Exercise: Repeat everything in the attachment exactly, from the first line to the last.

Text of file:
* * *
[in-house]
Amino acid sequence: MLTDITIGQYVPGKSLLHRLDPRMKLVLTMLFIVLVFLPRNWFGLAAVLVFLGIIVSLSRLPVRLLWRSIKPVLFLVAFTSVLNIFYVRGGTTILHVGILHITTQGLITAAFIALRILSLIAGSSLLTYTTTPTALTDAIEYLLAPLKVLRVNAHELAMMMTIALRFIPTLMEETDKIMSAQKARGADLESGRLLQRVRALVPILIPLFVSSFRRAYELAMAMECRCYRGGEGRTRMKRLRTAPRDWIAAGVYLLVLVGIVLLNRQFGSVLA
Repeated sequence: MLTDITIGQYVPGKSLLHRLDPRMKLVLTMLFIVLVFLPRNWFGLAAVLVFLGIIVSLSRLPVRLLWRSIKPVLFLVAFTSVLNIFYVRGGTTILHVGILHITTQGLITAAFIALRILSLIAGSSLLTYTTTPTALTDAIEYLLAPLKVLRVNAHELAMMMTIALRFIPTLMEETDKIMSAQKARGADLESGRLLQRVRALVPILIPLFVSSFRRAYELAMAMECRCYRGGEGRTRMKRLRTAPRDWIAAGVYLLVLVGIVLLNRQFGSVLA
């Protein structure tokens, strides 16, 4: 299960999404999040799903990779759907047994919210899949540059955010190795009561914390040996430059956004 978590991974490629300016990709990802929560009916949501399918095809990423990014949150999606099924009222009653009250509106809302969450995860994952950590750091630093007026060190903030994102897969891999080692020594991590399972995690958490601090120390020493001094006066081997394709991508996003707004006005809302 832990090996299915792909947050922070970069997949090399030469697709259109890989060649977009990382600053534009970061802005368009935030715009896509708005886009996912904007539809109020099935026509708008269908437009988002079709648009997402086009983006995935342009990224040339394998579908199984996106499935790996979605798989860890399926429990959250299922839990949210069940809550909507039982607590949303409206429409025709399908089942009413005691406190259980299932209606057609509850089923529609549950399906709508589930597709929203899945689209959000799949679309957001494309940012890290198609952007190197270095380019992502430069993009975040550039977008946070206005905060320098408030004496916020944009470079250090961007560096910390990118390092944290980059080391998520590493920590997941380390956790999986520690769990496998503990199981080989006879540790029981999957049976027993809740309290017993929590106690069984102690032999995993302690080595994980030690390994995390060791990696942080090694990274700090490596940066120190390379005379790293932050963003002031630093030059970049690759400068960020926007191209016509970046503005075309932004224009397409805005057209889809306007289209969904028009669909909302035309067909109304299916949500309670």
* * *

[in-house]
Amino acid sequence: MLTDITIGQYVPGKSLLHRLDPRMKLVLTMLFIVLVFLPRNWFGLAAVLVFLGIIVSLSRLPVRLLWRSIKPVLFLVAFTSVLNIFYVRGGTTILHVGILHITTQGLITAAFIALRILSLIAGSSLLTYTTTPTALTDAIEYLLAPLKVLRVNAHELAMMMTIALRFIPTLMEETDKIMSAQKARGADLESGRLLQRVRALVPILIPLFVSSFRRAYELAMAMECRCYRGGEGRTRMKRLRTAPRDWIAAGVYLLVLVGIVLLNRQFGSVLA
Repeated sequence: MLTDITIGQYVPGKSLLHRLDPRMKLVLTMLFIVLVFLPRNWFGLAAVLVFLGIIVSLSRLPVRLLWRSIKPVLFLVAFTSVLNIFYVRGGTTILHVGILHITTQGLITAAFIALRILSLIAGSSLLTYTTTPTALTDAIEYLLAPLKVLRVNAHELAMMMTIALRFIPTLMEETDKIMSAQKARGADLESGRLLQRVRALVPILIPLFVSSFRRAYELAMAMECRCYRGGEGRTRMKRLRTAPRDWIAAGVYLLVLVGIVLLNRQFGSVLA
């Protein structure tokens, strides 16, 4: 299960999404999040799903990779759907047994919210899949540059955010190795009561914390040996430059956004 978590991974490629300016990709990802929560009916949501399918095809990423990014949150999606099924009222009653009250509106809302969450995860994952950590750091630093007026060190903030994102897969891999080692020594991590399972995690958490601090120390020493001094006066081997394709991508996003707004006005809302 832990090996299915792909947050922070970069997949090399030469697709259109890989060649977009990382600053534009970061802005368009935030715009896509708005886009996912904007539809109020099935026509708008269908437009988002079709648009997402086009983006995935342009990224040339394998579908199984996106499935790996979605798989860890399926429990959250299922839990949210069940809550909507039982607590949303409206429409025709399908089942009413005691406190259980299932209606057609509850089923529609549950399906709508589930597709929203899945689209959000799949679309957001494309940012890290198609952007190197270095380019992502430069993009975040550039977008946070206005905060320098408030004496916020944009470079250090961007560096910390990118390092944290980059080391998520590493920590997941380390956790999986520690769990496998503990199981080989006879540790029981999957049976027993809740309290017993929590106690069984102690032999995993302690080595994980030690390994995390060791990696942080090694990274700090490596940066120190390379005379790293932050963003002031630093030059970049690759400068960020926007191209016509970046503005075309932004224009397409805005057209889809306007289209969904028009669909909302035309067909109304299916949500309670």